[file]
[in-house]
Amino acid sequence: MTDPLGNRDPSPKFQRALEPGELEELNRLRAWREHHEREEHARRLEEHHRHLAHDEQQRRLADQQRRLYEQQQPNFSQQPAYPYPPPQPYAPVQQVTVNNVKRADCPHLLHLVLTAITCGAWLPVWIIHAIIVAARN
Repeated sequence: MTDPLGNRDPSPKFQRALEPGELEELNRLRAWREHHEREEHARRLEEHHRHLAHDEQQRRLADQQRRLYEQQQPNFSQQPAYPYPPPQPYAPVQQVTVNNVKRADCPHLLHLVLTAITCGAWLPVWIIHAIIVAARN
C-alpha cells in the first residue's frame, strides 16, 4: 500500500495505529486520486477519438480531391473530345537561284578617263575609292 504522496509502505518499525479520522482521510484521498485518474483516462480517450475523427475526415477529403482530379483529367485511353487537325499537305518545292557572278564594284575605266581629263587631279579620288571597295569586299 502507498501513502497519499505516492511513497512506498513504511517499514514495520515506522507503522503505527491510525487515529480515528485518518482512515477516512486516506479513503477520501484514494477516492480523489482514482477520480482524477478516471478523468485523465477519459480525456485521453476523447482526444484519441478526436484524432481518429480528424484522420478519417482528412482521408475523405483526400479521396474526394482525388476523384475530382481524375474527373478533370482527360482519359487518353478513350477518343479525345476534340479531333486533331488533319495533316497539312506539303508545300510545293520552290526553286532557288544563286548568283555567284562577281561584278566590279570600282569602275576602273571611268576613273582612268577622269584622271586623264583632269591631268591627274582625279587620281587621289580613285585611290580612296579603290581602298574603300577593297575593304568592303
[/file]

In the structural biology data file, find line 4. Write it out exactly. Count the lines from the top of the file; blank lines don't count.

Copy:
C-alpha cells in the first residue's frame, strides 16, 4: 500500500495505529486520486477519438480531391473530345537561284578617263575609292 504522496509502505518499525479520522482521510484521498485518474483516462480517450475523427475526415477529403482530379483529367485511353487537325499537305518545292557572278564594284575605266581629263587631279579620288571597295569586299 502507498501513502497519499505516492511513497512506498513504511517499514514495520515506522507503522503505527491510525487515529480515528485518518482512515477516512486516506479513503477520501484514494477516492480523489482514482477520480482524477478516471478523468485523465477519459480525456485521453476523447482526444484519441478526436484524432481518429480528424484522420478519417482528412482521408475523405483526400479521396474526394482525388476523384475530382481524375474527373478533370482527360482519359487518353478513350477518343479525345476534340479531333486533331488533319495533316497539312506539303508545300510545293520552290526553286532557288544563286548568283555567284562577281561584278566590279570600282569602275576602273571611268576613273582612268577622269584622271586623264583632269591631268591627274582625279587620281587621289580613285585611290580612296579603290581602298574603300577593297575593304568592303